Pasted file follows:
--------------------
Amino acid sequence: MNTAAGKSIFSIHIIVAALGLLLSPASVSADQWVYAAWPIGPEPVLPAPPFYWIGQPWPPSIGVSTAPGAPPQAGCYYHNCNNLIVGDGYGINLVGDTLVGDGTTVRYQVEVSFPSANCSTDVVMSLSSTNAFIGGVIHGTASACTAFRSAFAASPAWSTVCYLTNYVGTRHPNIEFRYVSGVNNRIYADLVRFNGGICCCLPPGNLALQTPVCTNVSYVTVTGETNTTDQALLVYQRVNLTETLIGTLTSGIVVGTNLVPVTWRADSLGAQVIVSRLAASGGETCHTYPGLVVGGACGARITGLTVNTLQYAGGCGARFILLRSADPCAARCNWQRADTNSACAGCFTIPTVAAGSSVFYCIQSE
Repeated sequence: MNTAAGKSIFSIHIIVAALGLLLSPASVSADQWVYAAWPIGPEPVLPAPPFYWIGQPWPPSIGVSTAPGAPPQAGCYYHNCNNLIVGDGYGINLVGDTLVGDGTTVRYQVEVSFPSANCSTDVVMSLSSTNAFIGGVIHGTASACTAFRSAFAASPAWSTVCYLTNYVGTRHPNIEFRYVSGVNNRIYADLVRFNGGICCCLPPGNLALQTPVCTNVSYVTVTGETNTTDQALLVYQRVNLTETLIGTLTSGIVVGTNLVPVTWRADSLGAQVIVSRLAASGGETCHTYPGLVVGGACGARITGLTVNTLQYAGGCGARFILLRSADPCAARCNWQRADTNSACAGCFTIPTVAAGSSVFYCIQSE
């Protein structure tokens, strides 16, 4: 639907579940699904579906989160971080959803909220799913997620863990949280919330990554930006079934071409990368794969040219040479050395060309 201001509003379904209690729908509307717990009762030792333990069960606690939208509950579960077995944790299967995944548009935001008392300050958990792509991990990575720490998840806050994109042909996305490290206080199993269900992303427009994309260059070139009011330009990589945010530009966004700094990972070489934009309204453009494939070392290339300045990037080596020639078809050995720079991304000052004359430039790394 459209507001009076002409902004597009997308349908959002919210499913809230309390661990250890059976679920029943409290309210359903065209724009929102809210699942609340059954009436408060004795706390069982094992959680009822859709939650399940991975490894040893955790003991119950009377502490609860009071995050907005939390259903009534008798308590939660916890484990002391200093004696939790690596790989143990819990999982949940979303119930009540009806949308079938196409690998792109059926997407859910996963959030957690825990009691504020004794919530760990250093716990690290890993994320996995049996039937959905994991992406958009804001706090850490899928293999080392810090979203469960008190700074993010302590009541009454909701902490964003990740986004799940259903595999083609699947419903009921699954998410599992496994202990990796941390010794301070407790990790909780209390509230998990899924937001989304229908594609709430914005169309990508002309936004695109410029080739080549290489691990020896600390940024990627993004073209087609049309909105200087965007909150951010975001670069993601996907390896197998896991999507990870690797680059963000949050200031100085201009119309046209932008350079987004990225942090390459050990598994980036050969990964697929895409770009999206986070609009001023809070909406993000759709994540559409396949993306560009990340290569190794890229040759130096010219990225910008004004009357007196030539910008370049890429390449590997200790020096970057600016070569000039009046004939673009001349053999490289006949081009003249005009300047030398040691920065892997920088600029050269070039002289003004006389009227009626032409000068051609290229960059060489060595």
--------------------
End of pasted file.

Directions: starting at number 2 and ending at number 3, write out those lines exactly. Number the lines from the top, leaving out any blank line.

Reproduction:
Repeated sequence: MNTAAGKSIFSIHIIVAALGLLLSPASVSADQWVYAAWPIGPEPVLPAPPFYWIGQPWPPSIGVSTAPGAPPQAGCYYHNCNNLIVGDGYGINLVGDTLVGDGTTVRYQVEVSFPSANCSTDVVMSLSSTNAFIGGVIHGTASACTAFRSAFAASPAWSTVCYLTNYVGTRHPNIEFRYVSGVNNRIYADLVRFNGGICCCLPPGNLALQTPVCTNVSYVTVTGETNTTDQALLVYQRVNLTETLIGTLTSGIVVGTNLVPVTWRADSLGAQVIVSRLAASGGETCHTYPGLVVGGACGARITGLTVNTLQYAGGCGARFILLRSADPCAARCNWQRADTNSACAGCFTIPTVAAGSSVFYCIQSE
């Protein structure tokens, strides 16, 4: 639907579940699904579906989160971080959803909220799913997620863990949280919330990554930006079934071409990368794969040219040479050395060309 201001509003379904209690729908509307717990009762030792333990069960606690939208509950579960077995944790299967995944548009935001008392300050958990792509991990990575720490998840806050994109042909996305490290206080199993269900992303427009994309260059070139009011330009990589945010530009966004700094990972070489934009309204453009494939070392290339300045990037080596020639078809050995720079991304000052004359430039790394 459209507001009076002409902004597009997308349908959002919210499913809230309390661990250890059976679920029943409290309210359903065209724009929102809210699942609340059954009436408060004795706390069982094992959680009822859709939650399940991975490894040893955790003991119950009377502490609860009071995050907005939390259903009534008798308590939660916890484990002391200093004696939790690596790989143990819990999982949940979303119930009540009806949308079938196409690998792109059926997407859910996963959030957690825990009691504020004794919530760990250093716990690290890993994320996995049996039937959905994991992406958009804001706090850490899928293999080392810090979203469960008190700074993010302590009541009454909701902490964003990740986004799940259903595999083609699947419903009921699954998410599992496994202990990796941390010794301070407790990790909780209390509230998990899924937001989304229908594609709430914005169309990508002309936004695109410029080739080549290489691990020896600390940024990627993004073209087609049309909105200087965007909150951010975001670069993601996907390896197998896991999507990870690797680059963000949050200031100085201009119309046209932008350079987004990225942090390459050990598994980036050969990964697929895409770009999206986070609009001023809070909406993000759709994540559409396949993306560009990340290569190794890229040759130096010219990225910008004004009357007196030539910008370049890429390449590997200790020096970057600016070569000039009046004939673009001349053999490289006949081009003249005009300047030398040691920065892997920088600029050269070039002289003004006389009227009626032409000068051609290229960059060489060595």